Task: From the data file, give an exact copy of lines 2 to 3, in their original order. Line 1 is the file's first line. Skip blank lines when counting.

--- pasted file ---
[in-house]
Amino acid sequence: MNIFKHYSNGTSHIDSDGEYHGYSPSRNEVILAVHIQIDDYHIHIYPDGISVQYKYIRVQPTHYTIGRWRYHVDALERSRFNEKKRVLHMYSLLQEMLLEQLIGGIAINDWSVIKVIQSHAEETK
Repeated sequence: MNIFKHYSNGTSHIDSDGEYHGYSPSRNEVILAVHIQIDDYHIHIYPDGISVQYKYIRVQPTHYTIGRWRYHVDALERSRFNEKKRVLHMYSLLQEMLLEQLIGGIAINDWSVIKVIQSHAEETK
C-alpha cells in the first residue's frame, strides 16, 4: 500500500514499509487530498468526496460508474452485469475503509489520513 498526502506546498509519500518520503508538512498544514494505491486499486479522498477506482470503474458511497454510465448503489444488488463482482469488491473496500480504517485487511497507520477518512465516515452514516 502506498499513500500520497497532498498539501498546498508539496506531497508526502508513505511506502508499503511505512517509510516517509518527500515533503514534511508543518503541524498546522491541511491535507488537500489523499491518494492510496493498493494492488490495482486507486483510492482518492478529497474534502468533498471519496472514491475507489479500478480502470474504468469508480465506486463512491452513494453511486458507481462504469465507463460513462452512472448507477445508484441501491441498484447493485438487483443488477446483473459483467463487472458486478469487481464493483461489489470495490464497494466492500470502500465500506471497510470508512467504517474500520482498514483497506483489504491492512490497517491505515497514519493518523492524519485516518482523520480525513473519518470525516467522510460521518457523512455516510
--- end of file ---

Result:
Amino acid sequence: MNIFKHYSNGTSHIDSDGEYHGYSPSRNEVILAVHIQIDDYHIHIYPDGISVQYKYIRVQPTHYTIGRWRYHVDALERSRFNEKKRVLHMYSLLQEMLLEQLIGGIAINDWSVIKVIQSHAEETK
Repeated sequence: MNIFKHYSNGTSHIDSDGEYHGYSPSRNEVILAVHIQIDDYHIHIYPDGISVQYKYIRVQPTHYTIGRWRYHVDALERSRFNEKKRVLHMYSLLQEMLLEQLIGGIAINDWSVIKVIQSHAEETK